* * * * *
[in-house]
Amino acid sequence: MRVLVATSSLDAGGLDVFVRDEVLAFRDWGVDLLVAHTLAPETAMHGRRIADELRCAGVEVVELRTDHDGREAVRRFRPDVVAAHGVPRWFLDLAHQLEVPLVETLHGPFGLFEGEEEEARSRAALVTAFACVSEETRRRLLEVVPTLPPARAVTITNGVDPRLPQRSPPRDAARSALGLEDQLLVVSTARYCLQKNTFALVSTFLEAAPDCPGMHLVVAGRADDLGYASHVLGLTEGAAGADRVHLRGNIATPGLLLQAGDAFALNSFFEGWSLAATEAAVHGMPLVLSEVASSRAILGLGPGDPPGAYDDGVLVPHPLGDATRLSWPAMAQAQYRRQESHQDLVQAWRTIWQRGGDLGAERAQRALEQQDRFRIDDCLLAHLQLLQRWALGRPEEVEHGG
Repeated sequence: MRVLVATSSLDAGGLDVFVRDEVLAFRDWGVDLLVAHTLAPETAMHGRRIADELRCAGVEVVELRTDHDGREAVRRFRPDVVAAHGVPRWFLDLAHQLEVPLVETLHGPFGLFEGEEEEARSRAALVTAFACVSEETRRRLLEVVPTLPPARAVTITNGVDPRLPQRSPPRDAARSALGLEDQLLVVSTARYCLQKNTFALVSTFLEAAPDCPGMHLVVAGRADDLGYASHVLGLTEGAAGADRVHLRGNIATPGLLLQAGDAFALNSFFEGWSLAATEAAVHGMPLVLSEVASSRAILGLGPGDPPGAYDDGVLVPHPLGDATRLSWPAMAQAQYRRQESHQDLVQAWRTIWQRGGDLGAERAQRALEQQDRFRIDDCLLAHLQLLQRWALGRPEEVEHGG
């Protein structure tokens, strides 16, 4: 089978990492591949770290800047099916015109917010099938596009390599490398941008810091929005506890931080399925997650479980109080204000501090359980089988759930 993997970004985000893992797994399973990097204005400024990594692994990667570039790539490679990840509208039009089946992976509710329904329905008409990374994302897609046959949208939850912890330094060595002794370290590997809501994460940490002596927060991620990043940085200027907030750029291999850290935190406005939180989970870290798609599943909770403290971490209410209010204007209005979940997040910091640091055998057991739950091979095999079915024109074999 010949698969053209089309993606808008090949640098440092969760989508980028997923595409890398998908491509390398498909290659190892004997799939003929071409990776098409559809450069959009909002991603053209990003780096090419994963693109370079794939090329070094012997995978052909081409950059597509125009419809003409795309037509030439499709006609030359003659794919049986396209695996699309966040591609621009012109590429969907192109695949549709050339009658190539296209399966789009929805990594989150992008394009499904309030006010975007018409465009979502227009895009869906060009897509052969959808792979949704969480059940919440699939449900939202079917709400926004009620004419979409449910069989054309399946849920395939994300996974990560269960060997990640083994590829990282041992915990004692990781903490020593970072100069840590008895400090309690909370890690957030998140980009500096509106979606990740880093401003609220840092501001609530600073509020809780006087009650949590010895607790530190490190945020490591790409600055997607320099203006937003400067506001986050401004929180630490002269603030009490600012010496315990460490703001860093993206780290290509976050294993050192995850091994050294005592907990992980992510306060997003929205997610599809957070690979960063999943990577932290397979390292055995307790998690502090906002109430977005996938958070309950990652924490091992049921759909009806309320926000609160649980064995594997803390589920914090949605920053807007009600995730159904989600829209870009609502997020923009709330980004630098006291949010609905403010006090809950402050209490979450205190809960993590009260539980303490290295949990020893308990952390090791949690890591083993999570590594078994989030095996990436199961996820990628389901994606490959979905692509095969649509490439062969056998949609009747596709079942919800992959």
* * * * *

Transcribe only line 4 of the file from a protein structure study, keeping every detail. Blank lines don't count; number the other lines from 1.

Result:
């Protein structure tokens, strides 16, 4: 089978990492591949770290800047099916015109917010099938596009390599490398941008810091929005506890931080399925997650479980109080204000501090359980089988759930 993997970004985000893992797994399973990097204005400024990594692994990667570039790539490679990840509208039009089946992976509710329904329905008409990374994302897609046959949208939850912890330094060595002794370290590997809501994460940490002596927060991620990043940085200027907030750029291999850290935190406005939180989970870290798609599943909770403290971490209410209010204007209005979940997040910091640091055998057991739950091979095999079915024109074999 010949698969053209089309993606808008090949640098440092969760989508980028997923595409890398998908491509390398498909290659190892004997799939003929071409990776098409559809450069959009909002991603053209990003780096090419994963693109370079794939090329070094012997995978052909081409950059597509125009419809003409795309037509030439499709006609030359003659794919049986396209695996699309966040591609621009012109590429969907192109695949549709050339009658190539296209399966789009929805990594989150992008394009499904309030006010975007018409465009979502227009895009869906060009897509052969959808792979949704969480059940919440699939449900939202079917709400926004009620004419979409449910069989054309399946849920395939994300996974990560269960060997990640083994590829990282041992915990004692990781903490020593970072100069840590008895400090309690909370890690957030998140980009500096509106979606990740880093401003609220840092501001609530600073509020809780006087009650949590010895607790530190490190945020490591790409600055997607320099203006937003400067506001986050401004929180630490002269603030009490600012010496315990460490703001860093993206780290290509976050294993050192995850091994050294005592907990992980992510306060997003929205997610599809957070690979960063999943990577932290397979390292055995307790998690502090906002109430977005996938958070309950990652924490091992049921759909009806309320926000609160649980064995594997803390589920914090949605920053807007009600995730159904989600829209870009609502997020923009709330980004630098006291949010609905403010006090809950402050209490979450205190809960993590009260539980303490290295949990020893308990952390090791949690890591083993999570590594078994989030095996990436199961996820990628389901994606490959979905692509095969649509490439062969056998949609009747596709079942919800992959």